In Loving Memory


"Today I said my last goodbye. Ever since the day HRU found me at New Holland and bought me for $35, my life has been amazing. I got washed, brushed, fed well, spoiled and above all I got love. Over the years, so many people have come to see me to bring me and my friends treats. I will take the memory of every single person with me. Love healed me. I became a vibrant, larger than life, awesome looking horse. It didn't cure me, I was still ill with cancer. But man, did I enjoy my life these past five and a half years!

I had girlfriends galore and kind volunteers who cared for me. And if anyone's love could had healed me, it would had been the love I got from Anouk. Her life will never be the same, but it is forever a better place because she met me. And Anouk is going to be sad, but she will mostly remember all the good times we had. She will remember how strong, handsome and resilient I was. She will remember how I loved life and everything in it.

Several volunteers who loved me over the years came to bring me lots of treats and say their goodbye to me. I'm very thankful that my regular volunteer is with me as I pass. Anouk couldn't let me go, so she asked my second caretaker, who I know well, to comfort me in my last minutes of my life. To stay with me and tell me how I will always be remembered and that my cremated ashes will come back to Anouk.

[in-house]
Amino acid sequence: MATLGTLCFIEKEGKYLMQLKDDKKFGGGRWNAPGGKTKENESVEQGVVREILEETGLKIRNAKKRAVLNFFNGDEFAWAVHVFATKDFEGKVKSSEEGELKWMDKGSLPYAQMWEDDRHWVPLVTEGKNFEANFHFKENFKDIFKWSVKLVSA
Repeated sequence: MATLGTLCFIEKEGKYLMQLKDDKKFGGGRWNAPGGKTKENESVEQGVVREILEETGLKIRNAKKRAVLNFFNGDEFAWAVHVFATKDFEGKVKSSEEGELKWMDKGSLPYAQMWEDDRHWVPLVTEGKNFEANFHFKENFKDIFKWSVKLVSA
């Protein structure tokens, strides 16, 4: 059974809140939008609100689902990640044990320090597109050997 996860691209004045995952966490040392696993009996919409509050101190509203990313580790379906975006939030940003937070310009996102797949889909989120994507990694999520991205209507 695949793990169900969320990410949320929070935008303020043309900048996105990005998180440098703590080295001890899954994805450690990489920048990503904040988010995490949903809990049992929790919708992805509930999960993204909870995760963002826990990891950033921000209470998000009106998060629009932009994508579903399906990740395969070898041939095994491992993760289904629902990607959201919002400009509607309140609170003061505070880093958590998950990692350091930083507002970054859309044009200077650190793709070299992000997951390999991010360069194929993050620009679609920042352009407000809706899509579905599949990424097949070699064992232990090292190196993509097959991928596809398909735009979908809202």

It's time to go. My eye started to hurt me. Anouk always promised me that I would know love and kindness and when the time came that the cancer progressed too much to be myself, she would kindly let me go. So now I am gone and I will live on in all of your memories. Remember me fondly and often. Smile and say 'he was an awesome horse. larger than life.' Because I really was. I was everything. My pain is gone now. Love to all, especially to my best girlfriend C.C. xxx Tristan - 8-13-2016." - Anouk, HRU founder/president

Read "Farewell to Tristan" by HRU supporter Allan Schott. See Tristan's before & after transformation.

"Tristan was everyone's horse and represented the soul of every rescued animal. He brought the values, heartaches and beliefs of HRU and good rescues into the spotlight. He was a good will ambassador and will be missed by many, including me." - Sharon Nolin, long-time HRU supporter